The distinction between 'high' and 'low' art is examined in this episode of 'Secret Languages' with a celebration of popular culture in our everyday lives.
Writer and presenter Joe McArdle believes many of us are dominated by man-made conventions and self imposed rules. Actor Charlie Roberts recites from Rudyard Kipling’s poem ‘In the Neolithic Age’ which concludes there is no right or wrong in literary efforts.
Keeping with this theme, McArdle feels many people fear they are not speaking correctly, but a newsreader may not speak any better than the man on the street. This is exemplified by Pat Kenny who reads a fake news bulletin followed by RTÉ Radio 2 DJ Jimmy Greeley playing requests for listeners during his radio show.
McArdle concludes there is no one standard language, there are only dialects. He applies the same theory to culture and says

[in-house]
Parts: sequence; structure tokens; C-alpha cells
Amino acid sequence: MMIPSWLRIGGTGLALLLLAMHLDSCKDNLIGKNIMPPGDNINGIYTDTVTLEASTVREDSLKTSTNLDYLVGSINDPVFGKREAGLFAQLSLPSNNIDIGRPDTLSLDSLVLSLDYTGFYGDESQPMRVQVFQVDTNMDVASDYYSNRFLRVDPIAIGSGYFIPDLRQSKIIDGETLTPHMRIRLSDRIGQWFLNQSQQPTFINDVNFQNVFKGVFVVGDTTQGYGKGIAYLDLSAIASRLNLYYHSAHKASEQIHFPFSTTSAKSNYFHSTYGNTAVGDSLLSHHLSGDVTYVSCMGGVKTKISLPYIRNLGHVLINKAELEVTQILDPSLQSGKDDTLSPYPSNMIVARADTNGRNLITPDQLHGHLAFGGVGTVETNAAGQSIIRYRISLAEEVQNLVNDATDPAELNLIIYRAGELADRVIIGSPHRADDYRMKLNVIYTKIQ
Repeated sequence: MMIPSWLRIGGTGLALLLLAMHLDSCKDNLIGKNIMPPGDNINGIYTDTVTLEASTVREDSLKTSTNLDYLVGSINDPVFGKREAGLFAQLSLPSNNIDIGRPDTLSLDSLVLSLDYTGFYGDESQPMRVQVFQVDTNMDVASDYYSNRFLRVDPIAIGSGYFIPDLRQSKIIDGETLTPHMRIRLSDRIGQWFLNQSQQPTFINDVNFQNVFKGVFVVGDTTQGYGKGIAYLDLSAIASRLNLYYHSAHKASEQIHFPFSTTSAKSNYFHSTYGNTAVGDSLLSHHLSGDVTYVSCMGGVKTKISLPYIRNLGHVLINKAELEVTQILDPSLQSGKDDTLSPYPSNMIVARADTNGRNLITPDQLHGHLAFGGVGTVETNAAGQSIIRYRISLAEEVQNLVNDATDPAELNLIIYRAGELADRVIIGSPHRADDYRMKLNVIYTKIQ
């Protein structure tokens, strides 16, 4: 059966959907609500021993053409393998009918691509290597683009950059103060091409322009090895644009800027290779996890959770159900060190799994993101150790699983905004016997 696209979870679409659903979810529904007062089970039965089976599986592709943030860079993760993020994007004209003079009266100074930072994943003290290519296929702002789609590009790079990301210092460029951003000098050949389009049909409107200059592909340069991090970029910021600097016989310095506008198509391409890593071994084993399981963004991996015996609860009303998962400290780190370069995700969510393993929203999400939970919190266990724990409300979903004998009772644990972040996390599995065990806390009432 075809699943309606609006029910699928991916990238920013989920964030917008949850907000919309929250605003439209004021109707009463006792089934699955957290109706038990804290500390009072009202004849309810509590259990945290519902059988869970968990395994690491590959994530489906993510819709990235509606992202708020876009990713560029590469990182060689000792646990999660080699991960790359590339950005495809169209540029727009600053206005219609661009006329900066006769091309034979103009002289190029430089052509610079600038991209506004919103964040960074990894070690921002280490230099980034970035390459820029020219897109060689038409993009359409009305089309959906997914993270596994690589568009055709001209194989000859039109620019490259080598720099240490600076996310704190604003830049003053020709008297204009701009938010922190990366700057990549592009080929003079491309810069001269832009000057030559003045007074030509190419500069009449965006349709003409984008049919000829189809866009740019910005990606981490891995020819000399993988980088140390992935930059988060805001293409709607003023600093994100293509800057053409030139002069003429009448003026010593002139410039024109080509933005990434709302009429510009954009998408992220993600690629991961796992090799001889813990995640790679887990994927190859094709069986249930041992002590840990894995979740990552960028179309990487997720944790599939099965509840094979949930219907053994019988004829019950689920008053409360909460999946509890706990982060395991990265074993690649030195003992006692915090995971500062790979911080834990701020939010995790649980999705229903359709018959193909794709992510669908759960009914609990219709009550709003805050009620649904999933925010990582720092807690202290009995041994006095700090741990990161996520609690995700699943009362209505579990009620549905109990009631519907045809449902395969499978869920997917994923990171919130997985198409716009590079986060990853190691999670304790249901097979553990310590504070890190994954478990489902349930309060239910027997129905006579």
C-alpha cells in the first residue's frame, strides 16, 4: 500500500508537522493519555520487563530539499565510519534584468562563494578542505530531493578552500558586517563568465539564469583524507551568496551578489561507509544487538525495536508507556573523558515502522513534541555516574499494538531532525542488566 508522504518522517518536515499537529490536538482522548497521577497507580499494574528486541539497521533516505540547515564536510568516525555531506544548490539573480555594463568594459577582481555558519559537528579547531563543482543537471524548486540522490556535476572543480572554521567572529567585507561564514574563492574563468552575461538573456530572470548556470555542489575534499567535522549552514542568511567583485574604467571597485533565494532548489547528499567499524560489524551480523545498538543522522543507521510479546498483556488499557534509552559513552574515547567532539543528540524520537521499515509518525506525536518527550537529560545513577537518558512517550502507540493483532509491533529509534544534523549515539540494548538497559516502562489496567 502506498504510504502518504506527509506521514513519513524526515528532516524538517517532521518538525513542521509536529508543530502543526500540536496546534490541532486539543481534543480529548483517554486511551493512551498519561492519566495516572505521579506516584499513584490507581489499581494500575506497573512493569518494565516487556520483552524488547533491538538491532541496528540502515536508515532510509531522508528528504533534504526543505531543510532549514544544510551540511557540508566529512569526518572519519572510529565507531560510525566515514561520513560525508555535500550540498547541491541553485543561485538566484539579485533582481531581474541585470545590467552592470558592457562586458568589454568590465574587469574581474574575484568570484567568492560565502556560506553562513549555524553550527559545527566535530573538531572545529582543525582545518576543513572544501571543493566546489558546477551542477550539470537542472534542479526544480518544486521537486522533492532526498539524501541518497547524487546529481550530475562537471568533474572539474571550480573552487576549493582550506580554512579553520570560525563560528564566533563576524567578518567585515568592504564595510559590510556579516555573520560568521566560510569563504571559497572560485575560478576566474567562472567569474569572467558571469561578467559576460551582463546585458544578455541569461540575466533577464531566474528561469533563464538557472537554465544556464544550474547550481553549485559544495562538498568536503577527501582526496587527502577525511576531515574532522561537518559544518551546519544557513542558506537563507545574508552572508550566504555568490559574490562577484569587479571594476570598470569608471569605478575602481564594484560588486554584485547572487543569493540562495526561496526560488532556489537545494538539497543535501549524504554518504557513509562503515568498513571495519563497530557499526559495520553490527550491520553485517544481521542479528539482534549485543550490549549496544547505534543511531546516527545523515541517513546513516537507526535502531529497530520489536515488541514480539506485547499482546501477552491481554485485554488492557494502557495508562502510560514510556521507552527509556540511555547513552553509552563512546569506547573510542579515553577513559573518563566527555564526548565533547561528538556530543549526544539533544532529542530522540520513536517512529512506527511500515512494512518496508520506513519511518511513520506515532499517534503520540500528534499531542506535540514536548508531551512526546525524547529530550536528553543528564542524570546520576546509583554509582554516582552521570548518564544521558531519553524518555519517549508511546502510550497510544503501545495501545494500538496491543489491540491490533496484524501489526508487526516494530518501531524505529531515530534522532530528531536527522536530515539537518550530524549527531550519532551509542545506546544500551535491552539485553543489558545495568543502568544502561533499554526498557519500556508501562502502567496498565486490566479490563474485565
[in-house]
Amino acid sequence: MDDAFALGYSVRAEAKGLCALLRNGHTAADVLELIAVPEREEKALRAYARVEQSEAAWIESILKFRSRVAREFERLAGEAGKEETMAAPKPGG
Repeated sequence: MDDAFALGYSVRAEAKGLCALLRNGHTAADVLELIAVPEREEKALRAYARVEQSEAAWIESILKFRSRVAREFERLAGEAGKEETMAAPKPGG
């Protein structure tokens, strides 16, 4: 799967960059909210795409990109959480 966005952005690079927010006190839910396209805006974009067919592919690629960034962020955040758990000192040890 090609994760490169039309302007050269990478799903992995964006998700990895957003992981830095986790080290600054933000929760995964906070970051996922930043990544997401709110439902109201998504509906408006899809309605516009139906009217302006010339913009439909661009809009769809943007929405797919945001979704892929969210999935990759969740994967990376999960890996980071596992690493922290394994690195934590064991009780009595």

There is no standard culture or artistic language, there are only dialects.
Bad taste is good taste for some, they are just using a different dialect.
Taste can influence criticism and appreciation and taste is a slippery as mercury, as elusive as a butterfly and as changeable as the Irish weather.
What is now considered popular or poor taste was often seen as good taste.
Today’s popular or poor taste was very often yesterday’s good taste and today’s low brow was often yesterday’s high brow.
Class distinction is the reason why things go from being in or out. An elite group decides what hangs in galleries and they have aesthetic, commercial and social reasons behind their choices.
‘Secret Languages : All I Want To Do Is Dream’ was broadcast on 16 February 1982. The producer and director is Tony MacMahon.